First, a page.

Teaching English in Japan

Most of my adult life I have been teaching Eglish in Japan. Straight out of college I came over and taught in a Junior high school in a mid-sized city. After doing that for four years, and with various adventures and disasters that make up teaching spirnkled in, I moved up, or perhaps over is more accurate, to the prefectural board of education. Two days a week I would teach in various special needs schools. Three days a week I was at a desk organizing training seminars, writing the occasional report, seeing how the sausage was made. And to be completely honest reading a lot of Wikipedia.

Teaching for eight years taught me two main things. The first was that I enjoyed teaching. Coming from a clans of teachers on both sides on both parents’ sides this was something I struggled against. Who wants to do the same thing as a majority of the people in your extended family? Even though I couldn’t, possibly still can’t, admit I want a career teaching I can certainly admit I enjoy it.

The other thing I learned, or at least came to believe, is that despite a three decade history of recruiting native English speakers for schools the education system is not yet prepared to make a standard career for teaching English. It is still a job. When things go well it can be a great and fulfilling job. When things go wrong it can be exploitive and humiliating.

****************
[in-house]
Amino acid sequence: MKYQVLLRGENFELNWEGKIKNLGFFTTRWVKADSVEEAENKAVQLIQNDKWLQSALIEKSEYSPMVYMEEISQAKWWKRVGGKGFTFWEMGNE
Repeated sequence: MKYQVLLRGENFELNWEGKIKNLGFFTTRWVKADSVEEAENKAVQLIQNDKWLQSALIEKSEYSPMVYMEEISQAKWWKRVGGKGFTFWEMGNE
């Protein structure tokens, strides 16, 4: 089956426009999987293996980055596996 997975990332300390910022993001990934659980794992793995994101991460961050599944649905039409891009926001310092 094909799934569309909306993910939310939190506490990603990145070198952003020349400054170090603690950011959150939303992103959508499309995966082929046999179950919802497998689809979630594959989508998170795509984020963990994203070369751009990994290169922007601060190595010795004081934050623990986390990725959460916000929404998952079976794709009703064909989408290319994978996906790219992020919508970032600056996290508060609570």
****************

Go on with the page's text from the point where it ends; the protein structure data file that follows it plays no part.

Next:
Some of this is due to the system viewing foreign teacher’s as temporary workers meriting only limited contracts and working conditions rarely push to full time and all the mandatory benefits that entails. Some of it is due to the image, and in some cases the reality, of foreign teachers using this job for quick and easy money. 

To be fair, a majority of the teachers I have known working in Japan had no desire to work long term in Japan. There has even been a small amount of those who lived up to every negative stereotype I have heard about foreign teachers. But there are also those who would like to turn their teaching gigs into actual careers. Most often there is no real path to make this a possibility. Even the best deals rarely offer stability or growth.

Why am I writing this? Because I like my job. I like teaching. I like my workplace. I like my students. But I am about to finish the year one contract and move into the year two contract. I need to remind myself what this means. I need to keep my expectations realistic. This might be the best work situation I have had since moving here, but that doesn’t mean I can trust it being there for the long time. And when you ar trying to raise a family that can be the scariest part of teaching in Japan.

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